The trials so far have involved people who already have memory symptoms. Slowing the decline by five months could be enough for a person to enjoy getting to know a newborn grandchild or to attend and enjoy a family wedding, graduation, sporting or artistic achievement for example, so it could make an important difference to some people.
Preventing or delaying the onset of symptoms by several months, if this turns out to be possible, might be enough to allow someone to do the administration necessary to hand over their job, to go on a holiday, or to do other things on their “bucket list”.
The difficulty with prevention trials is knowing who is likely to benefit. At the moment we can tell whether someone has amyloid in the brain by doing a scan called a PET scan, but amyloid PET scans are not widely available and are very expensive. If we had a relatively cheap blood test to tell whether someone was developing amyloid build-up in the brain, this might be more feasible, and scientists are working on this, but they need further refinement and testing before they can be used generally.
Can you elaborate on the potential side effects of Leqembi, such as brain swelling and bleeding?
When the drugs (antibodies) bind to the amyloid and it is then removed, this causes a certain amount of inflammation. Also, some of the amyloid is deposited in the walls of blood vessels in the brain, and when it is removed, the blood vessels can become a bit “leaky” until this all settles down. These changes can also occur in people with Alzheimer’s disease who are not taking drugs, but they are more frequent in people who are taking the drugs, and we believe they are part and parcel of the way the drugs work. There are two types of changes, microhaemorrhages (or microbleeds), which are normally asymptomatic, i.e. the person doesn’t notice any symptoms, and they are only found on MRI scans, which are done regularly during treatment trials for safety reasons. The other type of change is oedema, or localised brain swelling, which is also detected by MRI scan, but can sometimes cause symptoms such as headache, “brain fog”, or other neurological problems such as disturbance of vision or in severe cases epileptic seizures. These changes usually settle down if the drug is stopped for a few weeks. Sometimes the dose needs to be reduced. If micro-oedema causes symptoms, a short course of steroid drugs is sometimes used to settle these down.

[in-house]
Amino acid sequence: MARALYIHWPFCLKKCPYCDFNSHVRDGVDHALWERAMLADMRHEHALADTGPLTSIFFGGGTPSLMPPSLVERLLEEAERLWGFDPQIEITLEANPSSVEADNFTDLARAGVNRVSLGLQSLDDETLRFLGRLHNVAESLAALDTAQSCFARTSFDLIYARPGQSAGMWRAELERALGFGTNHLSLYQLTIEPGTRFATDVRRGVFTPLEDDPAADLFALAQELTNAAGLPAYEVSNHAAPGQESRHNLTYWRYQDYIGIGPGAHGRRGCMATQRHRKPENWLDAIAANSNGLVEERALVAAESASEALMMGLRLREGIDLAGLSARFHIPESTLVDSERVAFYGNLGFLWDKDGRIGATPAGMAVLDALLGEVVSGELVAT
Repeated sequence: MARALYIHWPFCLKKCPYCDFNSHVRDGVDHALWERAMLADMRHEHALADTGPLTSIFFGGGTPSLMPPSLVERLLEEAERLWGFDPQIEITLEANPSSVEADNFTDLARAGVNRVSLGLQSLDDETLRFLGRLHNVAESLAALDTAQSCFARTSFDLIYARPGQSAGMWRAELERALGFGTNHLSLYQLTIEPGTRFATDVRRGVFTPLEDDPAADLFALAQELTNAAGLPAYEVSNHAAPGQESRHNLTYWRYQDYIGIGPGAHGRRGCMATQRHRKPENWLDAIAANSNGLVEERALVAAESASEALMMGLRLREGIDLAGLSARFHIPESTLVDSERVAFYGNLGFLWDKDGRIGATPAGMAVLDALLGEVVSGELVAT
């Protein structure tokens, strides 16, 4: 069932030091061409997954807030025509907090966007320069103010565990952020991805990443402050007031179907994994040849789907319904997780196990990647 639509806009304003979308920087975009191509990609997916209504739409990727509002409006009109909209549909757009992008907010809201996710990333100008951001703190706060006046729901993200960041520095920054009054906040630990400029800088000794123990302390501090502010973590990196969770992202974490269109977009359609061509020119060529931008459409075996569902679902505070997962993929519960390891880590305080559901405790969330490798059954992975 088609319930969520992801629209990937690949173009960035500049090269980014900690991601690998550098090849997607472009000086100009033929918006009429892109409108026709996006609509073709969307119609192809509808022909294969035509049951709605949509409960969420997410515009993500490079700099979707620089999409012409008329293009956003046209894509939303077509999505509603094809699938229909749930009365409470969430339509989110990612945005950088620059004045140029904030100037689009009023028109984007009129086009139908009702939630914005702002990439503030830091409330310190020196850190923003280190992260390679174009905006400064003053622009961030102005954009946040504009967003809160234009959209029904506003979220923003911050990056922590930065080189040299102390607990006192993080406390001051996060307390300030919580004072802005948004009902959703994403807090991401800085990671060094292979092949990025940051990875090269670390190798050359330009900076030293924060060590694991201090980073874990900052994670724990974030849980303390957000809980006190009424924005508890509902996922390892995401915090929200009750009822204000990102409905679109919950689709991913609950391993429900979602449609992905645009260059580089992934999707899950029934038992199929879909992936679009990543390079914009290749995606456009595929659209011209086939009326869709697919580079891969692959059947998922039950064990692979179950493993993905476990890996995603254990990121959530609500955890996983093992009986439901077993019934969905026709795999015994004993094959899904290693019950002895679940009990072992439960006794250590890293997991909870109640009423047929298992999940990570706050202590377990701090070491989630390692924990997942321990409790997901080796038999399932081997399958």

With Lecanemab, there have been a small number of cases where major brain haemorrhage has occurred, including several deaths. This seems to be a problem when people have also been on blood thinners such as warfarin, or in one case where a stroke was treated with “clot-busting” agents. It also seems to be a problem when there is a lot of amyloid deposited in the blood vessel walls, a condition known as amyloid congophilic angiopathy, which can occur in Alzheimer’s disease. Lecanemab is not yet approved for use in Australia, but the prescribers and people thinking about taking the drug would need to consider the potential risks of using warfarin or clot-busting drugs while they are taking Lecanemab.